Many believers do not find this an entirely comforting or comfortable prospect. If humans are made in the divine image and likeness then how might we contemplate that the Universe might one day swat us out of existence as summarily as a folded newspaper crushes the back of a fly? If for example, a gamma ray burst happened within a few hundred light years of earth, immediately the radiation cone hit, half the world’s life would be erased star-side. It might be comforting to think of God personally managing such unstable stars so that they behave themselves in our vicinity but I cannot go along with that or any other version of cosmic censorship. It makes the Universe an irrational plaything of Olympean deities and that is neither my faith nor my science. Must the Universe therefore reveal itself to be an even more merciless and amoral entity than we ever allowed for when we thought it was a Machine with some operational malfunctioning? In a word, I believe, yes.
As a species, we do indeed live in a very risky and precarious situation on any reasonable long term view. Interestingly we might significantly reduce that risk by moving off world to colonise the galaxy. That way humans would always survive, somewhere at least. However there is another aspect of this risk assessment and it has to do with voluntary sacrifice. If survival is not the be all and end all of existence then submitting to great personal risk for a consequent creative and life giving potentiality is a more integrated approach to life. Moreover it most readily applies to the Christian idea of the God who lays down his life for the World. If God is an Artist rather than a Machine Maker then this truth is even clearer to see.
If God is a Creative Artist and Lover He must work with his own created materials ... you and I. He seeks to make his canvas and pigments responsive to His touch. He labours over His creation risking all as any Great Artist must to perfect His creation. He is acquainted with sacrifice. If part of his creation is lost he enters into that loss, that place of abandonment and gives it a new fecundity and possibility of regeneration. This is precisely what happened of course in the death and the resurrection of Christ. St. Paul’s letter to the Romans (8:18-25) even makes a connection between the redemption of human tragedy, corruption and death and the regeneration of creation itself. In this humans are a microcosm of universal possibilities where death is not seen as an end but as a beginning.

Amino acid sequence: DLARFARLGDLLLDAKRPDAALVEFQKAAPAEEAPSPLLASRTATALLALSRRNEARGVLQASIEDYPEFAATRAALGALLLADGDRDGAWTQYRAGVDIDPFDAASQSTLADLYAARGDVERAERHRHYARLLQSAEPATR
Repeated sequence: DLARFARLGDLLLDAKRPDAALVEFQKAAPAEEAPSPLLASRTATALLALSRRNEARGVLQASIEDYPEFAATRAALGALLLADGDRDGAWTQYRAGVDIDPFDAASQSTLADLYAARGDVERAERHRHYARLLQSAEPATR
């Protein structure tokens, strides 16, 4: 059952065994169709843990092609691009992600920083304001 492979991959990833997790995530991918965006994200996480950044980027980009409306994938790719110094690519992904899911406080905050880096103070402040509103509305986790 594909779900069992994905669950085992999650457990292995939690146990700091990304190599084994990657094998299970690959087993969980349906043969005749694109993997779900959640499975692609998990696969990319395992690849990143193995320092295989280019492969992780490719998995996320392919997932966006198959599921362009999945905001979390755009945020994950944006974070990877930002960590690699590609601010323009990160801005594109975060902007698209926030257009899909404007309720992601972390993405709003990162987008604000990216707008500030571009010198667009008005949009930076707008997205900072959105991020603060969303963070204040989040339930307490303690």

18 For I consider that the sufferings of this present time are not worthy to be compared with the glory which shall be revealed in us. 19 For the earnest expectation of the creation eagerly waits for the revealing of the sons of God. 20 For the creation was subjected to futility, not willingly, but because of Him who subjected it in hope; 21 because the creation itself also will be delivered from the bondage of corruption into the glorious liberty of the children of God. 22 For we know that the whole creation groans and labours with birth pangs together until now. 23 Not only that, but we also who have the firstfruits of the Spirit, even we ourselves groan within ourselves, eagerly waiting for the adoption, the redemption of our body. 24 For we were saved in this hope, but hope that is seen is not hope; for why does one still hope for what he sees? 25 But if we hope for what we do not see, we eagerly wait for it with perseverance.
This can be the only possible credible faith response to a creation that does not follow the rigid and unbending dictates of determinism, a creation that has the freedom to fall into bondage and corruption, a creation where God has so valued the creative potential of making “mistakes” as to provide the means by He himself may enter those mistakes and in his own flesh make them good. A dice throwing God is no stranger to Orthodox Christian theology, no matter how uncomfortable that might at first appear.
(Transcript of a lecture given by Fr. Gregory to students at Manchester University, St. Anselm's Hall of Residence, courtesy of St. Peter's Chaplaincy, Tuesday 16th October 2007, (c) Fr. Gregory Hallam)